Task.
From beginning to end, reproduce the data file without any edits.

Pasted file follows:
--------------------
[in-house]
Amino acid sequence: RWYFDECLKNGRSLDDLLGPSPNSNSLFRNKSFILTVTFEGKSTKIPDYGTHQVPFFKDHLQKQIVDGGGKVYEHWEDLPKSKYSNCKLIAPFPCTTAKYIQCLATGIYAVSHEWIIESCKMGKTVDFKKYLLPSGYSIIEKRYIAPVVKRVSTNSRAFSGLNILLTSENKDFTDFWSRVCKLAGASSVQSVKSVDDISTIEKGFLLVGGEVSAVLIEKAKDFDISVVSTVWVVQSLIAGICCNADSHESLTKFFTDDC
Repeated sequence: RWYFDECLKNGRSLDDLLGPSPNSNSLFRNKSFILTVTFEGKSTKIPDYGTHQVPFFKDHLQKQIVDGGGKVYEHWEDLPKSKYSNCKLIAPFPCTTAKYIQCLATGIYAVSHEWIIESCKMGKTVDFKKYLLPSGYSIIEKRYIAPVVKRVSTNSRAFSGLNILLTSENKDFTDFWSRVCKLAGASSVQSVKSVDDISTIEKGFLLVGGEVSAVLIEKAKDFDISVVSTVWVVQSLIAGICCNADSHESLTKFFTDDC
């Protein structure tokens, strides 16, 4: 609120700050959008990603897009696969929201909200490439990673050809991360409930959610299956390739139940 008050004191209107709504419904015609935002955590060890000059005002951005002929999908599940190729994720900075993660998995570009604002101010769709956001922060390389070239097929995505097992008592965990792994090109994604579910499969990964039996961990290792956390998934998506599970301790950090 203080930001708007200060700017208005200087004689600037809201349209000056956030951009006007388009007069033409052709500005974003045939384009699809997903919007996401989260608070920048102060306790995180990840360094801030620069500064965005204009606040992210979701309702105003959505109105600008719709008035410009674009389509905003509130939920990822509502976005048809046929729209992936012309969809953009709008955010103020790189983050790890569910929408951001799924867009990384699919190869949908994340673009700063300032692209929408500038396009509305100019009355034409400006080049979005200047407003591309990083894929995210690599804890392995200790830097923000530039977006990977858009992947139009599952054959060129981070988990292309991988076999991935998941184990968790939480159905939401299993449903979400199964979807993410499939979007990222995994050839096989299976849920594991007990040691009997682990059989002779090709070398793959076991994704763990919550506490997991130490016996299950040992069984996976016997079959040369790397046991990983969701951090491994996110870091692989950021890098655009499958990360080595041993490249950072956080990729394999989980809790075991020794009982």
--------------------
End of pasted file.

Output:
[in-house]
Amino acid sequence: RWYFDECLKNGRSLDDLLGPSPNSNSLFRNKSFILTVTFEGKSTKIPDYGTHQVPFFKDHLQKQIVDGGGKVYEHWEDLPKSKYSNCKLIAPFPCTTAKYIQCLATGIYAVSHEWIIESCKMGKTVDFKKYLLPSGYSIIEKRYIAPVVKRVSTNSRAFSGLNILLTSENKDFTDFWSRVCKLAGASSVQSVKSVDDISTIEKGFLLVGGEVSAVLIEKAKDFDISVVSTVWVVQSLIAGICCNADSHESLTKFFTDDC
Repeated sequence: RWYFDECLKNGRSLDDLLGPSPNSNSLFRNKSFILTVTFEGKSTKIPDYGTHQVPFFKDHLQKQIVDGGGKVYEHWEDLPKSKYSNCKLIAPFPCTTAKYIQCLATGIYAVSHEWIIESCKMGKTVDFKKYLLPSGYSIIEKRYIAPVVKRVSTNSRAFSGLNILLTSENKDFTDFWSRVCKLAGASSVQSVKSVDDISTIEKGFLLVGGEVSAVLIEKAKDFDISVVSTVWVVQSLIAGICCNADSHESLTKFFTDDC
């Protein structure tokens, strides 16, 4: 609120700050959008990603897009696969929201909200490439990673050809991360409930959610299956390739139940 008050004191209107709504419904015609935002955590060890000059005002951005002929999908599940190729994720900075993660998995570009604002101010769709956001922060390389070239097929995505097992008592965990792994090109994604579910499969990964039996961990290792956390998934998506599970301790950090 203080930001708007200060700017208005200087004689600037809201349209000056956030951009006007388009007069033409052709500005974003045939384009699809997903919007996401989260608070920048102060306790995180990840360094801030620069500064965005204009606040992210979701309702105003959505109105600008719709008035410009674009389509905003509130939920990822509502976005048809046929729209992936012309969809953009709008955010103020790189983050790890569910929408951001799924867009990384699919190869949908994340673009700063300032692209929408500038396009509305100019009355034409400006080049979005200047407003591309990083894929995210690599804890392995200790830097923000530039977006990977858009992947139009599952054959060129981070988990292309991988076999991935998941184990968790939480159905939401299993449903979400199964979807993410499939979007990222995994050839096989299976849920594991007990040691009997682990059989002779090709070398793959076991994704763990919550506490997991130490016996299950040992069984996976016997079959040369790397046991990983969701951090491994996110870091692989950021890098655009499958990360080595041993490249950072956080990729394999989980809790075991020794009982």